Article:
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Shelby: My state of Alabama ‘deserves better’ than Moore

“I’d rather see the Republican win, but I would hope that Republican would be a write-in,” Sen. Richard Shelby (R-Ala.) said. | Chip Somodevilla/Getty Images

Alabama Sen. Richard Shelby said Sunday that his home state “deserves better” than to be represented by Republican Senate candidate Roy Moore, the former chief justice of the state’s Supreme Court who has been accused of sexual misconduct against teenage girls, including one as young as 14, when he was in his 30s.

Shelby, a Republican and the state’s senior senator, said he had already cast a ballot ahead of Tuesday’s special election and did not vote for Moore, opting instead for a write-in candidate that he declines to name in an interview with CNN’s “State of the Union.”

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“I’d rather see the Republican win, but I would hope that Republican would be a write-in. I couldn’t vote for Roy Moore. I didn’t vote for Roy Moore. But I wrote in a distinguished Republican name,” Shelby said. “I’d rather see another Republican in there and I’m going to stay with that story. I’m not going to vote for the Democrat, I didn’t vote for the Democrat or advocate for the Democrat. But I couldn’t vote for Roy Moore.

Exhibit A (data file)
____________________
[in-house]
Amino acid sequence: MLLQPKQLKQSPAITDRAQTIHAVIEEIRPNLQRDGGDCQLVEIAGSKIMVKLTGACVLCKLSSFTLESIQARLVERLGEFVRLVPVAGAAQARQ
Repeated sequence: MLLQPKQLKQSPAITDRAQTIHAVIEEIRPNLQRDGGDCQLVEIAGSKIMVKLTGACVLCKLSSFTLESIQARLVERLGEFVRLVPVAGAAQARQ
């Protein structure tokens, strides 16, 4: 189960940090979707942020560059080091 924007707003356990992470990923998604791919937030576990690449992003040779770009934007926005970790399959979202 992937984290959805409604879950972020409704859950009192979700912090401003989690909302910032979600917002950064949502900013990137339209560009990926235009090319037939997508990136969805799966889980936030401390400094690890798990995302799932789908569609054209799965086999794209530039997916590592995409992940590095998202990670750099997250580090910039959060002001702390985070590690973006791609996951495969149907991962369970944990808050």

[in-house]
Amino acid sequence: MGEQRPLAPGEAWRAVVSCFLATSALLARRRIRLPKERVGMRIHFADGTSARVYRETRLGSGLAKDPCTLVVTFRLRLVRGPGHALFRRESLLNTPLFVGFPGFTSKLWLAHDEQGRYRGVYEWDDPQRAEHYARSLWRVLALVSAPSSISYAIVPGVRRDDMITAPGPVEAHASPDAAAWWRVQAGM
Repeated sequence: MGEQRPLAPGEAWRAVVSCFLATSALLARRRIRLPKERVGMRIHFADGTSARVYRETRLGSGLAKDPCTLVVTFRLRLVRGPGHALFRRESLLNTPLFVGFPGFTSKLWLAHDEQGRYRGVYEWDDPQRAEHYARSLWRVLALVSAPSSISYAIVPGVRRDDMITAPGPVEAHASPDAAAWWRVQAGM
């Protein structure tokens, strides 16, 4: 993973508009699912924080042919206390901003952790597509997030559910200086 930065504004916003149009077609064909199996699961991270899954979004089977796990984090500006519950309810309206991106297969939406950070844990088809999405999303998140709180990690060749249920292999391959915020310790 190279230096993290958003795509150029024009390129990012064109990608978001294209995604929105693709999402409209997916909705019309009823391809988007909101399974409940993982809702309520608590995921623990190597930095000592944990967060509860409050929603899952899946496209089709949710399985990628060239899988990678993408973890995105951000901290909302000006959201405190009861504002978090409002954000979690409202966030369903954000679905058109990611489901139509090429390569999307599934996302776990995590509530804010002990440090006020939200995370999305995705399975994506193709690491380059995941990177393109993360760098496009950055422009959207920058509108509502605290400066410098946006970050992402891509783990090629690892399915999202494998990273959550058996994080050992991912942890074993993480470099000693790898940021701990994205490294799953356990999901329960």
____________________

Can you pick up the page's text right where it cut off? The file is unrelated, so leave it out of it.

“The state of Alabama deserves better.”

The Democrat to whom Shelby referred is Doug Jones, who pulled ahead of Moore in the polls as allegations of sexual misconduct against the Republican surfaced. Support for Moore has seemingly trickled back though, with the former Alabama chief judge holding a 3.8 percentage point lead over Jones, according to the Real Clear Politics polling average of the race.

While Shelby has been clear that he would not support Moore, other Alabamian politicians have backed the GOP candidate. Republican Gov. Kay Ivey, who has said that she found the allegations against Moore credible, nonetheless, also said she would vote for him. Republican Reps. Mo Brooks and Robert Aderholt have both said they will vote for Moore, as have Alabama Attorney General Steve Marshall and the state’s secretary of state, John Merrill, who told the AP that he has already cast an absentee ballot for Moore.

Doug Jones is pictured. | Getty Images

Among those who initially distanced themselves from Moore before coming back into the fold is President Donald Trump, who responded to the allegations with a statement that Moore should drop his Senate candidacy if the accusations against him were true. But last week, Trump offered a full-throated endorsement of Moore and has recorded a robocall in support of him that will reach Alabamians’ telephones next week.

And after the White House said Trump would not campaign for Moore in Alabama, the president held a rally Friday night in Pensacola, Florida, just across the Alabama state line, where he praised the GOP Senate candidate and implored Alabamians to vote for him.

“I understand where the president’s coming from. I understand we would like to retain that seat in the U.S. Senate,” Shelby said. “But I tell you what, there’s a time, we call it a tipping point, and I think so many accusations, so many cuts, so many drip, drip, drip, when it got to the 14-year-old story, that was enough for me. I said, I can’t vote for Roy Moore.”

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